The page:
SAMJ: South African Medical Journal
On-line version ISSN 2078-5135
CLUVER, L; BOYES, M; ORKIN, M and SHERR, L. Poverty, AIDS and child health: Identifying highest-risk children in South Africa. SAMJ, S. Afr. med. j. [online]. 2013, vol.103, n.12, pp. 910-915. ISSN 2078-5135.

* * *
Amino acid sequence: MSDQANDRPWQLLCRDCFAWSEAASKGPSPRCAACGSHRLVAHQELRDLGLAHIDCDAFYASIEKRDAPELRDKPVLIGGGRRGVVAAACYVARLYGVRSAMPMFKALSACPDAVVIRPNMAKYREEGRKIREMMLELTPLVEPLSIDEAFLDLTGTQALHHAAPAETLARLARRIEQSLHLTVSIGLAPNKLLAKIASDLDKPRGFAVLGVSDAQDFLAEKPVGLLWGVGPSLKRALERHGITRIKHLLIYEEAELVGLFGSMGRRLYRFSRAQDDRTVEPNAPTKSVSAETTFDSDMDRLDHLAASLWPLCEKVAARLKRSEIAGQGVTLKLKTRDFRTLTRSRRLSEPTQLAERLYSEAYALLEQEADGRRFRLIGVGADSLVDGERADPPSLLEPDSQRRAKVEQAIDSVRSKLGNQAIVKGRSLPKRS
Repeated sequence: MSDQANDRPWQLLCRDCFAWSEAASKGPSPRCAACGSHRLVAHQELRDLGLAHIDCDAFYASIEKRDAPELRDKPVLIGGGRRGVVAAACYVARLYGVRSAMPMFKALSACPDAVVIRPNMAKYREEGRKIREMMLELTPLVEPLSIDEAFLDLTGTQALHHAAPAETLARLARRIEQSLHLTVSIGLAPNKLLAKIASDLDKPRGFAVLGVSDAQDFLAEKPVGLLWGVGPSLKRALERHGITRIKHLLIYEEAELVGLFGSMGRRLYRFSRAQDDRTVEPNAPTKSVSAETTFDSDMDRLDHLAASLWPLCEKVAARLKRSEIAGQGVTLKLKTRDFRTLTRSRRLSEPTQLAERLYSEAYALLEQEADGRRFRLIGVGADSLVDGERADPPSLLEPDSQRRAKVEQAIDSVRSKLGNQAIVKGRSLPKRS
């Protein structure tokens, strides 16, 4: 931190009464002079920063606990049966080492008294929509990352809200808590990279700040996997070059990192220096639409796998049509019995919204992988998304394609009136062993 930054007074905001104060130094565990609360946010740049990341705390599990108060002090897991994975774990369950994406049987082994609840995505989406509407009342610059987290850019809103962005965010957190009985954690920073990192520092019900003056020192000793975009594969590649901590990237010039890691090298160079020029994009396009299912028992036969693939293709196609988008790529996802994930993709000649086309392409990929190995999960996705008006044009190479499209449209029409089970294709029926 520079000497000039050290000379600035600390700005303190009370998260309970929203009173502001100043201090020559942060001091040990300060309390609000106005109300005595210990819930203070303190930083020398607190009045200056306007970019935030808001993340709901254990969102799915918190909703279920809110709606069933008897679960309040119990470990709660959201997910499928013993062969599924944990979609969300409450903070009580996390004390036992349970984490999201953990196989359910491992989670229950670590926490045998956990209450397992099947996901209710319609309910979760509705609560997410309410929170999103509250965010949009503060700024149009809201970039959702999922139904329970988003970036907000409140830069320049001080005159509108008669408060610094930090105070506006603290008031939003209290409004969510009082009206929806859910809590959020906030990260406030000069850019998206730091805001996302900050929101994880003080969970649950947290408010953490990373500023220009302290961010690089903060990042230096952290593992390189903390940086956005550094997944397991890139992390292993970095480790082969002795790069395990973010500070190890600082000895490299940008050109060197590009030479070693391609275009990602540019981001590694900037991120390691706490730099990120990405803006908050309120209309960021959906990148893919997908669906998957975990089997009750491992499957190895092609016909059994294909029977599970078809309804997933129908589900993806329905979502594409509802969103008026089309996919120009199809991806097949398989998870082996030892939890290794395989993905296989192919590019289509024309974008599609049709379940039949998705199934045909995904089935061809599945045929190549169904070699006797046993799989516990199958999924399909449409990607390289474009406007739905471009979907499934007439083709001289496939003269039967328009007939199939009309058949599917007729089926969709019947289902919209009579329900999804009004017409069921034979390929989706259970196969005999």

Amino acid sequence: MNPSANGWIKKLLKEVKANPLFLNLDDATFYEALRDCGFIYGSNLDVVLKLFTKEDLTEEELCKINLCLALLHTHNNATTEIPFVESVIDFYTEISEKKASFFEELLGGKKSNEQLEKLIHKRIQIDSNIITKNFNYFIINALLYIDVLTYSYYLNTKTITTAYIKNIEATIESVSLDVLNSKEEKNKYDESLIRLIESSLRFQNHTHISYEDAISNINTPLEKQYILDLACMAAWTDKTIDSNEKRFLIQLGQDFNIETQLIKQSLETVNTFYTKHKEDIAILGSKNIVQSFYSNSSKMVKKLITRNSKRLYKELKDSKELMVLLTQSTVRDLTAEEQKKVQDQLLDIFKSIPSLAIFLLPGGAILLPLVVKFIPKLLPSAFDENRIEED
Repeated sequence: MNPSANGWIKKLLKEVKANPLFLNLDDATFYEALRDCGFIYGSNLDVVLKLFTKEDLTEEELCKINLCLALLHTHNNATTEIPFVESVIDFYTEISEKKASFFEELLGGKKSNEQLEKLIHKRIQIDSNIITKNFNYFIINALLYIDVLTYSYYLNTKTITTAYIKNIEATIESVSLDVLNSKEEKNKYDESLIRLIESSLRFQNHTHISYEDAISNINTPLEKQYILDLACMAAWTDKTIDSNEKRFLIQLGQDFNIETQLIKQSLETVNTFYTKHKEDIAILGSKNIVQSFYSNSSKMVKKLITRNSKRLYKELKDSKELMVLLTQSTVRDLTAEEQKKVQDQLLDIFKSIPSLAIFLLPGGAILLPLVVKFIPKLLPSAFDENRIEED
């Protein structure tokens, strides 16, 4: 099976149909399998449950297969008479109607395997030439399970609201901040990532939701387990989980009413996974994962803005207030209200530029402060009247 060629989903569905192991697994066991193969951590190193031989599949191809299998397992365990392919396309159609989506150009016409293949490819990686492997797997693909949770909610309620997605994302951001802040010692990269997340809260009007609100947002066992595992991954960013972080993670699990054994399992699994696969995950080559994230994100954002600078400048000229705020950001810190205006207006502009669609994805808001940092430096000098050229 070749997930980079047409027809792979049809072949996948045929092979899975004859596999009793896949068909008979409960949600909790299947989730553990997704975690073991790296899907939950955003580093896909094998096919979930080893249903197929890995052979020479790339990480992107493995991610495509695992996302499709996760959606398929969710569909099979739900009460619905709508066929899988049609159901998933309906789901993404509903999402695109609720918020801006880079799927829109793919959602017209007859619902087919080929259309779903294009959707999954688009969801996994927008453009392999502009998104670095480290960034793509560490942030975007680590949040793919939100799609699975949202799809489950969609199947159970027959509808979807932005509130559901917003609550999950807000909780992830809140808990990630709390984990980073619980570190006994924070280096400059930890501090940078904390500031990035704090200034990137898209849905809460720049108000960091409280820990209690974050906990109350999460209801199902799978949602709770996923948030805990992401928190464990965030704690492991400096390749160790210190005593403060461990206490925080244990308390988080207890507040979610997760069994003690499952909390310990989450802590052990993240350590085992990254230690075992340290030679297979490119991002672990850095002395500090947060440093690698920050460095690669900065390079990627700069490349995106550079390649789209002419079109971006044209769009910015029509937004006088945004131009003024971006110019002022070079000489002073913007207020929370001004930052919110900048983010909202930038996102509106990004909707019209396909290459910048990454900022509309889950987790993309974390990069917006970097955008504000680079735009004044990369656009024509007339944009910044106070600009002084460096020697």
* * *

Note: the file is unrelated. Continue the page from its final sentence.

BACKGROUND: Identifying children at the highest risk of negative health effects is a prerequisite to effective public health policies in Southern Africa. A central ongoing debate is whether poverty, orphanhood or parental AIDS most reliably indicates child health risks. Attempts to address this key question have been constrained by a lack of data allowing distinction of AIDS-specific parental death or morbidity from other causes of orphanhood and chronic illness. OBJECTIVES: To examine whether household poverty, orphanhood and parental illness (by AIDS or other causes) independently or interactively predict child health, developmental and HIV-infection risks. METHODS: We interviewed 6 002 children aged 10 - 17 years in 2009 - 2011, using stratified random sampling in six urban and rural sites across three South African provinces. Outcomes were child mental health risks, educational risks and HIV-infection risks. Regression models that controlled for socio-demographic co-factors tested potential impacts and interactions of poverty, AIDS-specific and other orphanhood and parental illness status. RESULTS: Household poverty independently predicted child mental health and educational risks, AIDS orphanhood independently predicted mental health risks and parental AIDS illness independently predicted mental health, educational and HIV-infection risks. Interaction effects of poverty with AIDS orphanhood and parental AIDS illness were found across all outcomes. No effects, or interactions with poverty, were shown by AIDS-unrelated orphanhood or parental illness. CONCLUSIONS: The identification of children at highest risk requires recognition and measurement of both poverty and parental AIDS. This study shows negative impacts of poverty and AIDS-specific vulnerabilities distinct from orphanhood and adult illness more generally. Additionally, effects of interaction between family AIDS and poverty suggest that, where these co-exist, children are at highest risk of all.